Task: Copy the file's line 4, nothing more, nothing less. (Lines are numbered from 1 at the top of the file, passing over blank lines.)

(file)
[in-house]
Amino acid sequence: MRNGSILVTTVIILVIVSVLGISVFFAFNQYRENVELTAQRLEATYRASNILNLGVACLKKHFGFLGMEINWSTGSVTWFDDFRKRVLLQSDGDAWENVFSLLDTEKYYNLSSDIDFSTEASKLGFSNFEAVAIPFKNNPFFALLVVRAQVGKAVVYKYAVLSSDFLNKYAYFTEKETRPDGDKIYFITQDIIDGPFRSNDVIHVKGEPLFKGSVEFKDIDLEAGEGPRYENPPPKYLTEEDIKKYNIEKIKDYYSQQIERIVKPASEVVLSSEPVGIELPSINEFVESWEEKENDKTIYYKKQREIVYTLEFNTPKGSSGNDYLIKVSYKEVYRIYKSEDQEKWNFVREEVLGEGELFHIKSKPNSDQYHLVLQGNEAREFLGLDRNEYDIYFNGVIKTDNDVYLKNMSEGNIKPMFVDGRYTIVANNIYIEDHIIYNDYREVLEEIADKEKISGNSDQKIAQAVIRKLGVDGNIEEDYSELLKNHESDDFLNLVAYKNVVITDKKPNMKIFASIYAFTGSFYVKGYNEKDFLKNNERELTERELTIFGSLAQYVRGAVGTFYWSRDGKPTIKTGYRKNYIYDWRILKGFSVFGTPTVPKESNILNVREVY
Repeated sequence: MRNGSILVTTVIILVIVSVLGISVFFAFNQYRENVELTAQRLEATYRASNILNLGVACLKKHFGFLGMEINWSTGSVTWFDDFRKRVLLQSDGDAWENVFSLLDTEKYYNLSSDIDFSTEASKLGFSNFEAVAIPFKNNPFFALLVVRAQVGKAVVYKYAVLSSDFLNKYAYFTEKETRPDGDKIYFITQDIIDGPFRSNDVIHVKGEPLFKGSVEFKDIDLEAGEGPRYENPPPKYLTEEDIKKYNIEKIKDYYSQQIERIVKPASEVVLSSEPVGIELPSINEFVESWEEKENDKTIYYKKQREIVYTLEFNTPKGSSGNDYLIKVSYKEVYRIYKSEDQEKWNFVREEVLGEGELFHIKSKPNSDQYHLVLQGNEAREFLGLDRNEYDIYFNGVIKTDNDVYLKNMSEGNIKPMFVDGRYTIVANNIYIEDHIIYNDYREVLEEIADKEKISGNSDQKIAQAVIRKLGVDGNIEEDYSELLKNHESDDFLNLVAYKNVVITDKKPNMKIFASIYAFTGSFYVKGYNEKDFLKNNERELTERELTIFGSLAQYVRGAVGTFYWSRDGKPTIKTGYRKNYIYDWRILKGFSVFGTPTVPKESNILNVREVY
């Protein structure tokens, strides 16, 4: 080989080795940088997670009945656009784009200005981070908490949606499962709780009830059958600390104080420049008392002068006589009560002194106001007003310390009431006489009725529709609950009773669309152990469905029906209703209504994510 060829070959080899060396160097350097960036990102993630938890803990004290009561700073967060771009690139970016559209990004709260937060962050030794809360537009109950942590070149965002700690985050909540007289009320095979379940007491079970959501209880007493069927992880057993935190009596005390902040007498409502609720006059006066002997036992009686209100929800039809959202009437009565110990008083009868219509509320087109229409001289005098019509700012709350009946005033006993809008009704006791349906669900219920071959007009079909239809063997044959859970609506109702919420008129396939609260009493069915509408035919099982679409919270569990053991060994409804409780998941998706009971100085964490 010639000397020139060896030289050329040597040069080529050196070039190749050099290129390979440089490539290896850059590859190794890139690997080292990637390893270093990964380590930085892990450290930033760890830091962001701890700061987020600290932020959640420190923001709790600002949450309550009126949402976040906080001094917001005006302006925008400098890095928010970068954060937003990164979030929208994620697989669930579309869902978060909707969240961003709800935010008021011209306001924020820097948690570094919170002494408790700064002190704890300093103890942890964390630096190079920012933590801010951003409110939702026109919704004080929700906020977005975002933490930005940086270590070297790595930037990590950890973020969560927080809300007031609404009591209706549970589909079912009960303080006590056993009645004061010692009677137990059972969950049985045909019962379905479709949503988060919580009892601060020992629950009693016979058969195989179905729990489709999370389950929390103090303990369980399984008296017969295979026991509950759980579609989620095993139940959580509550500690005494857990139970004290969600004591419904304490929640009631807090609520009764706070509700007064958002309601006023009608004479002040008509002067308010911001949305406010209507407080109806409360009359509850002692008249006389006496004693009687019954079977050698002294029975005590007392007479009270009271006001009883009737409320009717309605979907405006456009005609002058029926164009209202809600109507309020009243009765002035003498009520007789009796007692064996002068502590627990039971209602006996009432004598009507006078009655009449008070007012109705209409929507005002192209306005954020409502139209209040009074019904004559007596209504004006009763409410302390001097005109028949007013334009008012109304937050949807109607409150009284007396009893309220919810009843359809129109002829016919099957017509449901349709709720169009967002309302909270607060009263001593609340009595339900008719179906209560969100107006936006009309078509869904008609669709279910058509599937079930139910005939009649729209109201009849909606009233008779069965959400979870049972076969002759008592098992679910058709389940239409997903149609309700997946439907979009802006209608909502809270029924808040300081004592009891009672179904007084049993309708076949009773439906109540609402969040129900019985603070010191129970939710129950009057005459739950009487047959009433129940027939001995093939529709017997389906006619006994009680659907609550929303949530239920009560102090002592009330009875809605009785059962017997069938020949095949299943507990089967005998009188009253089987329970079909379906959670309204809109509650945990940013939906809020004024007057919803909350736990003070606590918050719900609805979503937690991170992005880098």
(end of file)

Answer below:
């Protein structure tokens, strides 16, 4: 080989080795940088997670009945656009784009200005981070908490949606499962709780009830059958600390104080420049008392002068006589009560002194106001007003310390009431006489009725529709609950009773669309152990469905029906209703209504994510 060829070959080899060396160097350097960036990102993630938890803990004290009561700073967060771009690139970016559209990004709260937060962050030794809360537009109950942590070149965002700690985050909540007289009320095979379940007491079970959501209880007493069927992880057993935190009596005390902040007498409502609720006059006066002997036992009686209100929800039809959202009437009565110990008083009868219509509320087109229409001289005098019509700012709350009946005033006993809008009704006791349906669900219920071959007009079909239809063997044959859970609506109702919420008129396939609260009493069915509408035919099982679409919270569990053991060994409804409780998941998706009971100085964490 010639000397020139060896030289050329040597040069080529050196070039190749050099290129390979440089490539290896850059590859190794890139690997080292990637390893270093990964380590930085892990450290930033760890830091962001701890700061987020600290932020959640420190923001709790600002949450309550009126949402976040906080001094917001005006302006925008400098890095928010970068954060937003990164979030929208994620697989669930579309869902978060909707969240961003709800935010008021011209306001924020820097948690570094919170002494408790700064002190704890300093103890942890964390630096190079920012933590801010951003409110939702026109919704004080929700906020977005975002933490930005940086270590070297790595930037990590950890973020969560927080809300007031609404009591209706549970589909079912009960303080006590056993009645004061010692009677137990059972969950049985045909019962379905479709949503988060919580009892601060020992629950009693016979058969195989179905729990489709999370389950929390103090303990369980399984008296017969295979026991509950759980579609989620095993139940959580509550500690005494857990139970004290969600004591419904304490929640009631807090609520009764706070509700007064958002309601006023009608004479002040008509002067308010911001949305406010209507407080109806409360009359509850002692008249006389006496004693009687019954079977050698002294029975005590007392007479009270009271006001009883009737409320009717309605979907405006456009005609002058029926164009209202809600109507309020009243009765002035003498009520007789009796007692064996002068502590627990039971209602006996009432004598009507006078009655009449008070007012109705209409929507005002192209306005954020409502139209209040009074019904004559007596209504004006009763409410302390001097005109028949007013334009008012109304937050949807109607409150009284007396009893309220919810009843359809129109002829016919099957017509449901349709709720169009967002309302909270607060009263001593609340009595339900008719179906209560969100107006936006009309078509869904008609669709279910058509599937079930139910005939009649729209109201009849909606009233008779069965959400979870049972076969002759008592098992679910058709389940239409997903149609309700997946439907979009802006209608909502809270029924808040300081004592009891009672179904007084049993309708076949009773439906109540609402969040129900019985603070010191129970939710129950009057005459739950009487047959009433129940027939001995093939529709017997389906006619006994009680659907609550929303949530239920009560102090002592009330009875809605009785059962017997069938020949095949299943507990089967005998009188009253089987329970079909379906959670309204809109509650945990940013939906809020004024007057919803909350736990003070606590918050719900609805979503937690991170992005880098």